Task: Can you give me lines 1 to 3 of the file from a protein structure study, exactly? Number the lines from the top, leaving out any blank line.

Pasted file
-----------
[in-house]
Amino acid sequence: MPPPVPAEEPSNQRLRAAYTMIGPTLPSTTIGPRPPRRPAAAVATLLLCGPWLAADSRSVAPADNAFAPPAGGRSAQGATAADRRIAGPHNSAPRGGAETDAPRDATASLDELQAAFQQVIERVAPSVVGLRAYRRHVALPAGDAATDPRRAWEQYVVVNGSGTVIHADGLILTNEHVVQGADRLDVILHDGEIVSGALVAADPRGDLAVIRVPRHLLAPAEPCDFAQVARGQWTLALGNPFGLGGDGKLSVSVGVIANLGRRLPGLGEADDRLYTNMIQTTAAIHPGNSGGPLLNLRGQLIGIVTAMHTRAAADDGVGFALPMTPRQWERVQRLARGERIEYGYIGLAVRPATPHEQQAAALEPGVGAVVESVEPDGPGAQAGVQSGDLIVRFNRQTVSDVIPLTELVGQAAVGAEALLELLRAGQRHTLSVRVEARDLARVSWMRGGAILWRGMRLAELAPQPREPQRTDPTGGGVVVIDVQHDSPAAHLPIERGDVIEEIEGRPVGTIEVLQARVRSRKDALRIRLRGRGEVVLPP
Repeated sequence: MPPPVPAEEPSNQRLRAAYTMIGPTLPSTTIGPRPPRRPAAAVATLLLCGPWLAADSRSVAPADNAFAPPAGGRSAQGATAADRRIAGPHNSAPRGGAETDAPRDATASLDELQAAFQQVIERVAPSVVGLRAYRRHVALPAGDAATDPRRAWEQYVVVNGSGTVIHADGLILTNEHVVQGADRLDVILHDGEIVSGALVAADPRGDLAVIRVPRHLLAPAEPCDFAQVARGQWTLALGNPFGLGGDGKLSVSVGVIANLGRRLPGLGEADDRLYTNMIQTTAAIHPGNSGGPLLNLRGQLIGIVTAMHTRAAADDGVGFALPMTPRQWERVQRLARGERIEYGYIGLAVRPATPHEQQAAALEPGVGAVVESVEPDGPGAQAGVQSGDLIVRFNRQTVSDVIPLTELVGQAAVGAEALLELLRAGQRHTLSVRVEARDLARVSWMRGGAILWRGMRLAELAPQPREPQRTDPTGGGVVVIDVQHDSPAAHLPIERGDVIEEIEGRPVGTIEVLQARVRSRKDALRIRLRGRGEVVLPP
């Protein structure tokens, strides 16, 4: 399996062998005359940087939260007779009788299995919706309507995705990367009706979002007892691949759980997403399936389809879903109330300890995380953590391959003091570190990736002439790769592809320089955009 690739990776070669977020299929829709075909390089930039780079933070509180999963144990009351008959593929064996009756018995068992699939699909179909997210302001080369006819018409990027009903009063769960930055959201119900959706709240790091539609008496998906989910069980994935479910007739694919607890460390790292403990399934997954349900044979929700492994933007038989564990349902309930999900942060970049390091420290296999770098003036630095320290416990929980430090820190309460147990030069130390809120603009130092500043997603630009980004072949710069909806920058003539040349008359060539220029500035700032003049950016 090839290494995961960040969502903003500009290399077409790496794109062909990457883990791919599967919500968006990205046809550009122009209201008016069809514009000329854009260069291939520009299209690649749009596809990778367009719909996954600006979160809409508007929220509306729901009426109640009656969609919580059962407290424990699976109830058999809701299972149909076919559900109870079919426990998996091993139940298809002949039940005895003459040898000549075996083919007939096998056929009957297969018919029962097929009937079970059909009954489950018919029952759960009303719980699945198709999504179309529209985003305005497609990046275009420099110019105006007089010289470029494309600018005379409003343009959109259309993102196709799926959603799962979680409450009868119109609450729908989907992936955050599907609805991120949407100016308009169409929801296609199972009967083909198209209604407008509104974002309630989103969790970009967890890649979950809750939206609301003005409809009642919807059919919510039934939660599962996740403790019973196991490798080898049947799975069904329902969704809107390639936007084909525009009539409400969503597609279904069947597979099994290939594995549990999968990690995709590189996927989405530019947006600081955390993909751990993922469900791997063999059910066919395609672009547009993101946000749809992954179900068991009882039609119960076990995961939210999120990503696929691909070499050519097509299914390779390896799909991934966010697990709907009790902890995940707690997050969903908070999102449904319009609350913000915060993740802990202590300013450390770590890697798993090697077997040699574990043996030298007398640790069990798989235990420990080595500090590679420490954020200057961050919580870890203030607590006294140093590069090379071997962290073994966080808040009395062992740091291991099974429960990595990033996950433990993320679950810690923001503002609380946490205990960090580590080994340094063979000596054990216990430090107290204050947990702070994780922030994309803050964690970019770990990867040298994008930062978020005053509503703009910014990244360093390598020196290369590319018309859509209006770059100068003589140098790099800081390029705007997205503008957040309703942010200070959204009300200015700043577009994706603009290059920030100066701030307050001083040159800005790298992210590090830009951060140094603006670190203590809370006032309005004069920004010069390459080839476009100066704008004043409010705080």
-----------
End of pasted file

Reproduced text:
[in-house]
Amino acid sequence: MPPPVPAEEPSNQRLRAAYTMIGPTLPSTTIGPRPPRRPAAAVATLLLCGPWLAADSRSVAPADNAFAPPAGGRSAQGATAADRRIAGPHNSAPRGGAETDAPRDATASLDELQAAFQQVIERVAPSVVGLRAYRRHVALPAGDAATDPRRAWEQYVVVNGSGTVIHADGLILTNEHVVQGADRLDVILHDGEIVSGALVAADPRGDLAVIRVPRHLLAPAEPCDFAQVARGQWTLALGNPFGLGGDGKLSVSVGVIANLGRRLPGLGEADDRLYTNMIQTTAAIHPGNSGGPLLNLRGQLIGIVTAMHTRAAADDGVGFALPMTPRQWERVQRLARGERIEYGYIGLAVRPATPHEQQAAALEPGVGAVVESVEPDGPGAQAGVQSGDLIVRFNRQTVSDVIPLTELVGQAAVGAEALLELLRAGQRHTLSVRVEARDLARVSWMRGGAILWRGMRLAELAPQPREPQRTDPTGGGVVVIDVQHDSPAAHLPIERGDVIEEIEGRPVGTIEVLQARVRSRKDALRIRLRGRGEVVLPP
Repeated sequence: MPPPVPAEEPSNQRLRAAYTMIGPTLPSTTIGPRPPRRPAAAVATLLLCGPWLAADSRSVAPADNAFAPPAGGRSAQGATAADRRIAGPHNSAPRGGAETDAPRDATASLDELQAAFQQVIERVAPSVVGLRAYRRHVALPAGDAATDPRRAWEQYVVVNGSGTVIHADGLILTNEHVVQGADRLDVILHDGEIVSGALVAADPRGDLAVIRVPRHLLAPAEPCDFAQVARGQWTLALGNPFGLGGDGKLSVSVGVIANLGRRLPGLGEADDRLYTNMIQTTAAIHPGNSGGPLLNLRGQLIGIVTAMHTRAAADDGVGFALPMTPRQWERVQRLARGERIEYGYIGLAVRPATPHEQQAAALEPGVGAVVESVEPDGPGAQAGVQSGDLIVRFNRQTVSDVIPLTELVGQAAVGAEALLELLRAGQRHTLSVRVEARDLARVSWMRGGAILWRGMRLAELAPQPREPQRTDPTGGGVVVIDVQHDSPAAHLPIERGDVIEEIEGRPVGTIEVLQARVRSRKDALRIRLRGRGEVVLPP